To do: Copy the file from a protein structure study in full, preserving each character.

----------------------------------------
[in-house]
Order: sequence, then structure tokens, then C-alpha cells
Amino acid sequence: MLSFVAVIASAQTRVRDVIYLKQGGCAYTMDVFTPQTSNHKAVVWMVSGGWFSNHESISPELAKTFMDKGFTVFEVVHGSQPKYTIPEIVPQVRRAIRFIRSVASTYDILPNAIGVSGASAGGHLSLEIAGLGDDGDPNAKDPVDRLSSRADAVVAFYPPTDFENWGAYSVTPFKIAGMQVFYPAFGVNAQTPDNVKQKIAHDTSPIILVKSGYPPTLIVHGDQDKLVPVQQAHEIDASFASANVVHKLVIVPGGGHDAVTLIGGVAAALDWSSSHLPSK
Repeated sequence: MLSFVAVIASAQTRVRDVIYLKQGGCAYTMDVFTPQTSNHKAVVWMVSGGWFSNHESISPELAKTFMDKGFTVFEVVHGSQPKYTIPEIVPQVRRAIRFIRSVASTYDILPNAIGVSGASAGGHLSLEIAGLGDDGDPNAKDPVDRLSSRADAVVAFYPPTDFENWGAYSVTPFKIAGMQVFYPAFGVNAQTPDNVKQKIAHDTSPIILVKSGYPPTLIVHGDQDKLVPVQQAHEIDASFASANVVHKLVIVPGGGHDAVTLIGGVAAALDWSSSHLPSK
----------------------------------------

[in-house]
Order: sequence, then structure tokens, then C-alpha cells
Amino acid sequence: MLSFVAVIASAQTRVRDVIYLKQGGCAYTMDVFTPQTSNHKAVVWMVSGGWFSNHESISPELAKTFMDKGFTVFEVVHGSQPKYTIPEIVPQVRRAIRFIRSVASTYDILPNAIGVSGASAGGHLSLEIAGLGDDGDPNAKDPVDRLSSRADAVVAFYPPTDFENWGAYSVTPFKIAGMQVFYPAFGVNAQTPDNVKQKIAHDTSPIILVKSGYPPTLIVHGDQDKLVPVQQAHEIDASFASANVVHKLVIVPGGGHDAVTLIGGVAAALDWSSSHLPSK
Repeated sequence: MLSFVAVIASAQTRVRDVIYLKQGGCAYTMDVFTPQTSNHKAVVWMVSGGWFSNHESISPELAKTFMDKGFTVFEVVHGSQPKYTIPEIVPQVRRAIRFIRSVASTYDILPNAIGVSGASAGGHLSLEIAGLGDDGDPNAKDPVDRLSSRADAVVAFYPPTDFENWGAYSVTPFKIAGMQVFYPAFGVNAQTPDNVKQKIAHDTSPIILVKSGYPPTLIVHGDQDKLVPVQQAHEIDASFASANVVHKLVIVPGGGHDAVTLIGGVAAALDWSSSHLPSK